With breaches of personal and financial data becoming a seemingly routine occurrence, another major retailer is looking into a possible hacking attack: Staples Inc.
The Framingham-based office-supply company disclosed Tuesday that it is investigating “a potential issue involving credit card data,” but did not release additional details.
On Monday, Brian Krebs, who writes a widely followed blog on cybercrime, reported that the attack on Staples initially appeared to be confined to several stores in Pennsylvania, New York, and New Jersey.
If the breach is confirmed, Staples would be the latest of many consumer brands that have fallen prey to hackers. Since retailer Target Corp. was hacked in late 2013, hundreds of millions of credit card records and personal records, such as names and phone numbers, have been stolen from sandwich shops, grocery stores, and financial institutions — affecting as many as 6 out of 10 Americans, according to Chester Wisniewski, a senior security analyst at the antivirus company Sophos.
“We’re not even a year out from Target and there’s been 15 or 20 major American brands breached,” said Wisniewski. “If you process cards, you definitely have a target on your back.”
Throughout 2014, consumers have been rocked by a steady drumbeat of large-scale hacking attacks. In September, Home Depot, the home-improvement supplier with 2,200 stores across the United States, said that some 56 million customers had their payment card data stolen over a five-month period.
That same month, sandwich chain Jimmy John’s said customers at 216 of its restaurants may have had their card information exposed.
In October, financial giant JPMorgan Chase & Co. said that contact information, such as phone numbers and e-mail addresses for 83 million account holders had been taken. However, the bank said thieves did not obtain even more sensitive data, such as Social Security numbers or log-in credentials of its customers.
News reports of the JPMorgan Chase attack suggested that nine other banks were also targeted. And on Oct. 10, Illinois-based retailer Kmart said an undetermined amount of credit and debit card information was stolen by hackers.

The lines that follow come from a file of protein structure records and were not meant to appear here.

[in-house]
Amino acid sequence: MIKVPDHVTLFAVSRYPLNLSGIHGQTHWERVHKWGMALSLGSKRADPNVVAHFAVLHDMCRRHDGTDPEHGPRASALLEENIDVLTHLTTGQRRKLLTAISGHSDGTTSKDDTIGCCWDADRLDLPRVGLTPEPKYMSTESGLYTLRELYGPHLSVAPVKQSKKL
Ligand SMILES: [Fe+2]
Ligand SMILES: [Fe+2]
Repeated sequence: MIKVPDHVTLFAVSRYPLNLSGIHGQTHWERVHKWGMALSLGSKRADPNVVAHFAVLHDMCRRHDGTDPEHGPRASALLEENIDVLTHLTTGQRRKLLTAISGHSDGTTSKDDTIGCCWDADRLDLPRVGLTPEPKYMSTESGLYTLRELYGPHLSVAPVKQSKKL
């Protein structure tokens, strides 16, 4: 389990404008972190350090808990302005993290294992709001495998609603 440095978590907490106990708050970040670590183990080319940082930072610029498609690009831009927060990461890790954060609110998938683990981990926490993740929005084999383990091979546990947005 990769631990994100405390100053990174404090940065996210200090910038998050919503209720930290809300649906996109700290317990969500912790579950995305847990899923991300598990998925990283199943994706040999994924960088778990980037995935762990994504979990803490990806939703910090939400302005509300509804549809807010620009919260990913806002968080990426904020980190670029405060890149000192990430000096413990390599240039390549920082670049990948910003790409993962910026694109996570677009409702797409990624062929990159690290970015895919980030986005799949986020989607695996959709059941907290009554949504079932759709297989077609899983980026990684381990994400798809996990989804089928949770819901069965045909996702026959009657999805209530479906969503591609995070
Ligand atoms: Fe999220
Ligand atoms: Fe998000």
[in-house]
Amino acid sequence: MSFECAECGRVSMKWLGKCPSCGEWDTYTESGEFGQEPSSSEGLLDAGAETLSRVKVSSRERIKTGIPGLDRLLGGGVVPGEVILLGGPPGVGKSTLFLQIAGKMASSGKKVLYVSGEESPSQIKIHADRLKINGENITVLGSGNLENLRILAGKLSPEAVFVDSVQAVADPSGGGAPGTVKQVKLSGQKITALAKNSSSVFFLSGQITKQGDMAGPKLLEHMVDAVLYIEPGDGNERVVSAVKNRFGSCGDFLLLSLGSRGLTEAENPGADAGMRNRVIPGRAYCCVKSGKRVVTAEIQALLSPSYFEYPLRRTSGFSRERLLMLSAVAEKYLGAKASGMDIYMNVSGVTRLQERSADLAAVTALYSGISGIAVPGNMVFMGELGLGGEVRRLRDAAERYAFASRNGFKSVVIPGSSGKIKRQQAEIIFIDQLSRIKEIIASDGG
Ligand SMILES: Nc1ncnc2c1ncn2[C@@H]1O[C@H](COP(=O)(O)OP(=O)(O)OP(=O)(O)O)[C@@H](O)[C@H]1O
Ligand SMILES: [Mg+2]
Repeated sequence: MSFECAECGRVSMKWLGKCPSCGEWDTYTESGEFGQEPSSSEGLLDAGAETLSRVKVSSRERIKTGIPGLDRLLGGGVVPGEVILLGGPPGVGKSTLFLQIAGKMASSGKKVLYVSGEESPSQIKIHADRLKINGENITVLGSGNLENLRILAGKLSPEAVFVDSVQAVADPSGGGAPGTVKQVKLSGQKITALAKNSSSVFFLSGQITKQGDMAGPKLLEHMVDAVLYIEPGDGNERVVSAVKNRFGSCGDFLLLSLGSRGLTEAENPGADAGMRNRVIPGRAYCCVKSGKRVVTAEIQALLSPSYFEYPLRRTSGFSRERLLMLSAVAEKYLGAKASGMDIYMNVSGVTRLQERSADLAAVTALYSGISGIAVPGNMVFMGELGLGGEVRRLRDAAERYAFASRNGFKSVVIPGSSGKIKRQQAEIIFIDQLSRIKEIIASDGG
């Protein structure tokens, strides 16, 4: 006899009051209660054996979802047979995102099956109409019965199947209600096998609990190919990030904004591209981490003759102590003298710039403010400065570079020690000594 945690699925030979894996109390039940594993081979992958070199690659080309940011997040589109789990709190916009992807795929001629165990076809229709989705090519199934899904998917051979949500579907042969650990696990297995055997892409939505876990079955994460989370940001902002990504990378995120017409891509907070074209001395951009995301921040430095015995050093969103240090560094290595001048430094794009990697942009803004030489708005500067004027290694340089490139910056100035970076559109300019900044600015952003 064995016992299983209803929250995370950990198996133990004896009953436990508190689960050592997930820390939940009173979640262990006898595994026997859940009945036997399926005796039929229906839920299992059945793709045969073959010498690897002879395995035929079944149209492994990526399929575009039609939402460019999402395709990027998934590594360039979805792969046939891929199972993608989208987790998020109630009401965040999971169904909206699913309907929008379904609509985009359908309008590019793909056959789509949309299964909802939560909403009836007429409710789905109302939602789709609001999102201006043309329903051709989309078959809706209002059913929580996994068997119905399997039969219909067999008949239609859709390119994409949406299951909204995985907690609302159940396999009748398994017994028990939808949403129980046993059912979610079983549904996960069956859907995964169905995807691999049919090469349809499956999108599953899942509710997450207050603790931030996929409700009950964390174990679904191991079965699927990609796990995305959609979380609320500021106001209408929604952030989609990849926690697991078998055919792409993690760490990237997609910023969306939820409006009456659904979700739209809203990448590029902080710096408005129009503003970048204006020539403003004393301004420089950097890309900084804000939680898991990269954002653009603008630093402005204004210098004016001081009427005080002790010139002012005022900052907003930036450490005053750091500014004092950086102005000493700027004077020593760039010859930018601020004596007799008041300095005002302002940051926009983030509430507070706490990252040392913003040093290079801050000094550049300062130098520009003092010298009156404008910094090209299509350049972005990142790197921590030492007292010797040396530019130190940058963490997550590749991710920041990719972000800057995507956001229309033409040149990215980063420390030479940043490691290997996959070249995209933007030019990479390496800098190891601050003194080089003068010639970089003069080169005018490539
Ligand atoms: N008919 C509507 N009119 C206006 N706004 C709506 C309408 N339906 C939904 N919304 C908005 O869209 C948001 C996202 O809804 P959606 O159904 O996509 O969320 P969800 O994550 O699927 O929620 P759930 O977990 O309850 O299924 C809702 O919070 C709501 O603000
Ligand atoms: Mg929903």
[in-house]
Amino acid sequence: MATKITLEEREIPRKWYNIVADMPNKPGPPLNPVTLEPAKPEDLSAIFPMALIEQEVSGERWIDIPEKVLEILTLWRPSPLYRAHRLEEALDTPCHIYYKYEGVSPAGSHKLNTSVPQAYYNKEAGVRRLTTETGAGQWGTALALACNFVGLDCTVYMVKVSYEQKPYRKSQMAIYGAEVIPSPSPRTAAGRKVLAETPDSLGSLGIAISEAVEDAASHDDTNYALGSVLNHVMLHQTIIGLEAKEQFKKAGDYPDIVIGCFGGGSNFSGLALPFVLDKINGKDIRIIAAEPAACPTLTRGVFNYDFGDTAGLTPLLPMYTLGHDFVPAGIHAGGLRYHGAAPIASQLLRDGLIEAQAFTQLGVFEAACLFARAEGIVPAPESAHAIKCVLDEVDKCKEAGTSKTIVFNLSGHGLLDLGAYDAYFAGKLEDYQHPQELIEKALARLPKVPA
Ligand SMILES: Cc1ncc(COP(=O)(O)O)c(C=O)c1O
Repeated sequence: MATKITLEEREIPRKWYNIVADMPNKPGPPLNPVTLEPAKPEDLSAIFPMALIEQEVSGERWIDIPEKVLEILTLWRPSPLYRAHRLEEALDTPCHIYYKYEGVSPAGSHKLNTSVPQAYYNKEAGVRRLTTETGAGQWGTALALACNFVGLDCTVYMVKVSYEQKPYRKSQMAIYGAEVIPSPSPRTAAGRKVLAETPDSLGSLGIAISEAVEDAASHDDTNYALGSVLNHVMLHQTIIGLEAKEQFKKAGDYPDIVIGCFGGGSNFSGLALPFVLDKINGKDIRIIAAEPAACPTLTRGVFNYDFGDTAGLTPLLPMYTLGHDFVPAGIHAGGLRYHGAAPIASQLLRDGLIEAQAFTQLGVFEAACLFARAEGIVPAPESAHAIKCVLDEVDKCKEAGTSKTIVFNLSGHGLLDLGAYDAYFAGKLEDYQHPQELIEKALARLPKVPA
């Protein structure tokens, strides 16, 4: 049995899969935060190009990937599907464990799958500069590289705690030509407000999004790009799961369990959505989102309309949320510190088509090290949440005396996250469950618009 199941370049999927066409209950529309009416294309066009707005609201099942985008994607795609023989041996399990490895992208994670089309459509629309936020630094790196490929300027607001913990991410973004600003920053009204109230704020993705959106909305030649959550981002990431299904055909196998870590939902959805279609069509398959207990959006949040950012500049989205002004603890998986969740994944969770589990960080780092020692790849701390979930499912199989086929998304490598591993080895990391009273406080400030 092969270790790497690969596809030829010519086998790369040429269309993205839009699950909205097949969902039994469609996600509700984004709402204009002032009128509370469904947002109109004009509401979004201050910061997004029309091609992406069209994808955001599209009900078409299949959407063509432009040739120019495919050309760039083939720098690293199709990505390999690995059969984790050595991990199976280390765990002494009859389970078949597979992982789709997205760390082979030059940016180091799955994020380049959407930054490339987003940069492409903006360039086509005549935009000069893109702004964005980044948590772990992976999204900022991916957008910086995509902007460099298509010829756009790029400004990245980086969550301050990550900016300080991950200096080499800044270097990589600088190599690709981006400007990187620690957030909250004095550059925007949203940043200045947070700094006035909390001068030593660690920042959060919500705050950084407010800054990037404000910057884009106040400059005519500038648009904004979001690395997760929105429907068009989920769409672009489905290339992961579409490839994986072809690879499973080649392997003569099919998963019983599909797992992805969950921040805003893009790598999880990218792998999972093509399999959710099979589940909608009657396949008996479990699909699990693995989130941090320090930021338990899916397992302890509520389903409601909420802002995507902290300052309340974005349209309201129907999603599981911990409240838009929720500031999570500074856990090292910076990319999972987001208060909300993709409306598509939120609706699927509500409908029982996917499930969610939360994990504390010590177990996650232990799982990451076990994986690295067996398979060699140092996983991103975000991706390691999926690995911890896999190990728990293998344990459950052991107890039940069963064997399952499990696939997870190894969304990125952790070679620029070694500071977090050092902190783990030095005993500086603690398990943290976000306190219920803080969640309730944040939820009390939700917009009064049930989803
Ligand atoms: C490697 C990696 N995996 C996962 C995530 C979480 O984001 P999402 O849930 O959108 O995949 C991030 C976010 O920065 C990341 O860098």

In Massachusetts, companies reported 1,821 instances of data theft in 2013, but many of those were banks reporting individual cardholders, according to Jayda Leder-Luis, a spokeswoman for the state’s Office of Consumer Affairs and Business Regulation.
Dennis Fisher, the Boston-based editor of the Threatpost news service published by computer security firm Kaspersky Lab, said electronic payment systems have multiple points that hackers can attack.
One is at the retailer, especially if it’s using an older system. Customer information also is often routed through intermediaries, such as payment processors, which have proved vulnerable to attack.
“The fundamental problem that underlies many of these retail breaches is that once a customer swipes her card at a point-of-sale terminal or enters it online, the data is out of her control,” said Fisher. “There are so many things that can go wrong in this system, and it only takes a small mistake for an attacker to get the opening he needs.”
Credit card companies have proposed solutions to reduce the impact of data theft. Retailers and banks are switching American consumers over to credit and debit cards with chips in them that generate unique codes to secure every transaction. These so-called EMV cards are already used widely in Europe and Japan.
By October 2015, some 70 percent of American credit cards and 40 percent of debit cards are expected to contain the new technology.
Tech companies have also designed payment technologies to reduce the value of stolen payment data.
Apple Pay, the application built into the iPhone 6 that makes payments by waving a phone near a card terminal, is designed to make secure payments based on the same principle as EMV.
Some 220,000 retailers have signed on to accept Apple Pay, including Staples’s 1,800 locations.
Still, controlling theft in the first place can be difficult, said Trey Ford, the global security strategist at Rapid7, a Boston-based cybersecurity firm.
“It will always be a game of cat-and-mouse,” he said. “It’s just the world we live in.”